As the Planet Warms, Who Should Get to Drive?

One major goal outlined by the resolution: overhauling the country’s transportation systems, so that electric vehicles, public transit, and high-speed rail can replace every combustion-engine vehicle. In many ways, that’s a summation of every eco-conscious urbanist’s dreams. Transportation produces the largest share of U.S. greenhouse gases, so everything should be done to reduce the globe-cooking emissions that driving creates.

But for Americans in poverty—those for whom a car-free lifestyle is a matter of economic necessity—the costs of adopting or abandoning different modes of transportation may be a more complicated judgment. A new study in the Journal of Planning Education and Research offers a glimpse into why. It shows that, over the past 50 years, owning a car has been among the most powerful economic advantages a U.S. family can have.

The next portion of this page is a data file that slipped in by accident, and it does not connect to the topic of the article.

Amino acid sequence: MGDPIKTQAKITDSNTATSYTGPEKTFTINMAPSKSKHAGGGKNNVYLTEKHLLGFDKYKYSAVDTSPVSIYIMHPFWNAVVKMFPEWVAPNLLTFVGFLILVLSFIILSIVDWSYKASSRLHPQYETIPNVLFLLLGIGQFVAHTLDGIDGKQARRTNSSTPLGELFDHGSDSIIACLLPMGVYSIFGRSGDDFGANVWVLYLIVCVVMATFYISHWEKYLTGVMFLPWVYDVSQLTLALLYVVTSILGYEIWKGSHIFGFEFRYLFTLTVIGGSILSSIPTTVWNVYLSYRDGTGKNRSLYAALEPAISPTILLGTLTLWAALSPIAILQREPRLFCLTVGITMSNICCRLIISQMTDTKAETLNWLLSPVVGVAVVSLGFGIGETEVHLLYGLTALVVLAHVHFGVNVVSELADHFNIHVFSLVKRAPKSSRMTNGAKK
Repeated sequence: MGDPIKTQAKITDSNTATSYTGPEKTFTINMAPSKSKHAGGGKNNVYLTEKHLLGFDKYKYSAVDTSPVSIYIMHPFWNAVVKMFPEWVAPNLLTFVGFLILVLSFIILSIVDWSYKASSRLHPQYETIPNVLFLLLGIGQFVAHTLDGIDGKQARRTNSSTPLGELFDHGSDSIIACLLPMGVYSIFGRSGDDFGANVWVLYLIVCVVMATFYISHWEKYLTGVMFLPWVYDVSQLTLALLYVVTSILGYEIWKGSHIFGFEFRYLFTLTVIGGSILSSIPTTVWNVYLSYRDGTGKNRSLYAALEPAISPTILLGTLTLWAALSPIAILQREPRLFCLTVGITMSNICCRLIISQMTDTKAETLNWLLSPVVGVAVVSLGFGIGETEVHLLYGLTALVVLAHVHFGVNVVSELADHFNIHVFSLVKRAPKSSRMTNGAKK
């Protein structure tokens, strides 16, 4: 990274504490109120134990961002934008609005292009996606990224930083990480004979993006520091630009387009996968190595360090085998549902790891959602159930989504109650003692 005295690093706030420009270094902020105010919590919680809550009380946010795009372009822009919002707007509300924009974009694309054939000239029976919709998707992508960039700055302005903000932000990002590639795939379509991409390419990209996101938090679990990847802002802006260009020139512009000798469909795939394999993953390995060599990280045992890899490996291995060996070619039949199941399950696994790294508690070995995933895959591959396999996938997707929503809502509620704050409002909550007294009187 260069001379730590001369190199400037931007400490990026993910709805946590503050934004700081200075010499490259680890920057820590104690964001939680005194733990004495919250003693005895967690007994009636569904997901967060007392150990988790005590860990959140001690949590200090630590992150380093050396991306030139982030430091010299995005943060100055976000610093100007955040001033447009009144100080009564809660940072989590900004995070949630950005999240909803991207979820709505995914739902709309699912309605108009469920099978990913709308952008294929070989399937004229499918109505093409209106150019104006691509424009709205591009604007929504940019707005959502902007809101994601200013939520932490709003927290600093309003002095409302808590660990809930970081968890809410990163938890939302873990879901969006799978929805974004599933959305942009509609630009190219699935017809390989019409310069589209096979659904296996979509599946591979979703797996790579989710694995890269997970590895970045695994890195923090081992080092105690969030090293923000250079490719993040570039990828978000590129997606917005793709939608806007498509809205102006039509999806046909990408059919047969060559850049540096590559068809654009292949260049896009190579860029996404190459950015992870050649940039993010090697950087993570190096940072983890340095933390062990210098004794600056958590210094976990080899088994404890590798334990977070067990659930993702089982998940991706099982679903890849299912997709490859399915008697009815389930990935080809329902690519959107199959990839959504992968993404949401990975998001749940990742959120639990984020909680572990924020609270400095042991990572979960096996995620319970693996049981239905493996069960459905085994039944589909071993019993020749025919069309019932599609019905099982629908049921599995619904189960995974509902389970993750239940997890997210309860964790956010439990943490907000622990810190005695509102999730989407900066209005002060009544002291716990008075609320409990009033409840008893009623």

“This is a crisis that’s been decades in the making,” said David King, a professor of urban planning at Arizona State University, and one of the paper’s authors. “There are a lot of people who keep struggling because they can’t afford to get around reliably.”

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